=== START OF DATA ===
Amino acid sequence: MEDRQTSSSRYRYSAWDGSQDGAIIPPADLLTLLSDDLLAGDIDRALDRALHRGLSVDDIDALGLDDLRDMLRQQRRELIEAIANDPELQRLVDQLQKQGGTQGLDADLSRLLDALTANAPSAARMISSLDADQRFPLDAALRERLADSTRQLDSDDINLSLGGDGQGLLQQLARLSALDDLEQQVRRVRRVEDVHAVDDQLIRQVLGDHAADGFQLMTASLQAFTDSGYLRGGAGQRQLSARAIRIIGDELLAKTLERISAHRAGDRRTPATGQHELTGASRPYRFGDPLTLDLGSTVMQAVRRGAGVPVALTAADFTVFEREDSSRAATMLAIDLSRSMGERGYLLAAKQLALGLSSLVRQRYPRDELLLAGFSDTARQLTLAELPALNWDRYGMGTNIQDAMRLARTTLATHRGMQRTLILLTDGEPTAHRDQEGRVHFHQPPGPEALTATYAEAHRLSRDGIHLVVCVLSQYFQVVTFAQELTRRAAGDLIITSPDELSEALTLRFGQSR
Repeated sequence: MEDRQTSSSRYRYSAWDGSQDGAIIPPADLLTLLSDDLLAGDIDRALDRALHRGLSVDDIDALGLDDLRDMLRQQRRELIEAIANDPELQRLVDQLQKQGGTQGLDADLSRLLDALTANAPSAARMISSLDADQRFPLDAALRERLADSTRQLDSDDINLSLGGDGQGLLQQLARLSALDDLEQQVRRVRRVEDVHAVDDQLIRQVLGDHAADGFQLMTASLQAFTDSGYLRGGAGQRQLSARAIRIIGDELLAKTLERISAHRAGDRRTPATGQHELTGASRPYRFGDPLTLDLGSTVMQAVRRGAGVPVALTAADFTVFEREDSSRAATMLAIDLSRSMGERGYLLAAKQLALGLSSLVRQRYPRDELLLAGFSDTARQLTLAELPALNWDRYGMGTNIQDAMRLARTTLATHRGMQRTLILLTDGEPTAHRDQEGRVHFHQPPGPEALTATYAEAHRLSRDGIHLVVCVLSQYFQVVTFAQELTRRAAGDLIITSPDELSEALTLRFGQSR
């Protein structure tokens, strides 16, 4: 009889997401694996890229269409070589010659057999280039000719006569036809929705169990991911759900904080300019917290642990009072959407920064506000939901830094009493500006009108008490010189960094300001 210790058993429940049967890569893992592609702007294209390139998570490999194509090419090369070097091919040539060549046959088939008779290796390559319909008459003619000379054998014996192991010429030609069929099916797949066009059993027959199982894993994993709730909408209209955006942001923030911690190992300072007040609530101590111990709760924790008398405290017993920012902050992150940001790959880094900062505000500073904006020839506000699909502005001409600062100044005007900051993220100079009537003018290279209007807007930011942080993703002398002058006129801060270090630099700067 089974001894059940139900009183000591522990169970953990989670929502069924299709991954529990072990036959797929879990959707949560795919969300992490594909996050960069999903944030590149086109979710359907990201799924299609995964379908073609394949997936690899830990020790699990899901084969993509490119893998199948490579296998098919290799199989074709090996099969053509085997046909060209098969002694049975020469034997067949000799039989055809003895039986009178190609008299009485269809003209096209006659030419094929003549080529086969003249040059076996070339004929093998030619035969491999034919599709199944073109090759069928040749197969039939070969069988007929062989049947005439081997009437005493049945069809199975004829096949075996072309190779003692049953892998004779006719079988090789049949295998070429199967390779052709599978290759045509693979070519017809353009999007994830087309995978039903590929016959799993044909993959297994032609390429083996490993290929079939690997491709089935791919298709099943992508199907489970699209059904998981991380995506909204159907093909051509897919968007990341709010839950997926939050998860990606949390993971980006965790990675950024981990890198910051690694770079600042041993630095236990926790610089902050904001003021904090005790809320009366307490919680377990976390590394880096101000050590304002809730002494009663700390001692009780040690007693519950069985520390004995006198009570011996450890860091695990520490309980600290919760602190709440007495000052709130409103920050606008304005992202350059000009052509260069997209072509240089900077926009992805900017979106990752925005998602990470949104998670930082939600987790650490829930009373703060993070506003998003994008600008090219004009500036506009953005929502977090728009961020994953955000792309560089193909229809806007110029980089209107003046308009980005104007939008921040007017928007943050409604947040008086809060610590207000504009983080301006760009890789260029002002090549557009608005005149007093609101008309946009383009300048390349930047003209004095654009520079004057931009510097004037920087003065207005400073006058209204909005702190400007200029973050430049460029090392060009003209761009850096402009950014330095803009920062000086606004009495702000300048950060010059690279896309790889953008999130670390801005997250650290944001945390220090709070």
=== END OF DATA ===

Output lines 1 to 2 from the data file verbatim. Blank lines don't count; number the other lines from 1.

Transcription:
Amino acid sequence: MEDRQTSSSRYRYSAWDGSQDGAIIPPADLLTLLSDDLLAGDIDRALDRALHRGLSVDDIDALGLDDLRDMLRQQRRELIEAIANDPELQRLVDQLQKQGGTQGLDADLSRLLDALTANAPSAARMISSLDADQRFPLDAALRERLADSTRQLDSDDINLSLGGDGQGLLQQLARLSALDDLEQQVRRVRRVEDVHAVDDQLIRQVLGDHAADGFQLMTASLQAFTDSGYLRGGAGQRQLSARAIRIIGDELLAKTLERISAHRAGDRRTPATGQHELTGASRPYRFGDPLTLDLGSTVMQAVRRGAGVPVALTAADFTVFEREDSSRAATMLAIDLSRSMGERGYLLAAKQLALGLSSLVRQRYPRDELLLAGFSDTARQLTLAELPALNWDRYGMGTNIQDAMRLARTTLATHRGMQRTLILLTDGEPTAHRDQEGRVHFHQPPGPEALTATYAEAHRLSRDGIHLVVCVLSQYFQVVTFAQELTRRAAGDLIITSPDELSEALTLRFGQSR
Repeated sequence: MEDRQTSSSRYRYSAWDGSQDGAIIPPADLLTLLSDDLLAGDIDRALDRALHRGLSVDDIDALGLDDLRDMLRQQRRELIEAIANDPELQRLVDQLQKQGGTQGLDADLSRLLDALTANAPSAARMISSLDADQRFPLDAALRERLADSTRQLDSDDINLSLGGDGQGLLQQLARLSALDDLEQQVRRVRRVEDVHAVDDQLIRQVLGDHAADGFQLMTASLQAFTDSGYLRGGAGQRQLSARAIRIIGDELLAKTLERISAHRAGDRRTPATGQHELTGASRPYRFGDPLTLDLGSTVMQAVRRGAGVPVALTAADFTVFEREDSSRAATMLAIDLSRSMGERGYLLAAKQLALGLSSLVRQRYPRDELLLAGFSDTARQLTLAELPALNWDRYGMGTNIQDAMRLARTTLATHRGMQRTLILLTDGEPTAHRDQEGRVHFHQPPGPEALTATYAEAHRLSRDGIHLVVCVLSQYFQVVTFAQELTRRAAGDLIITSPDELSEALTLRFGQSR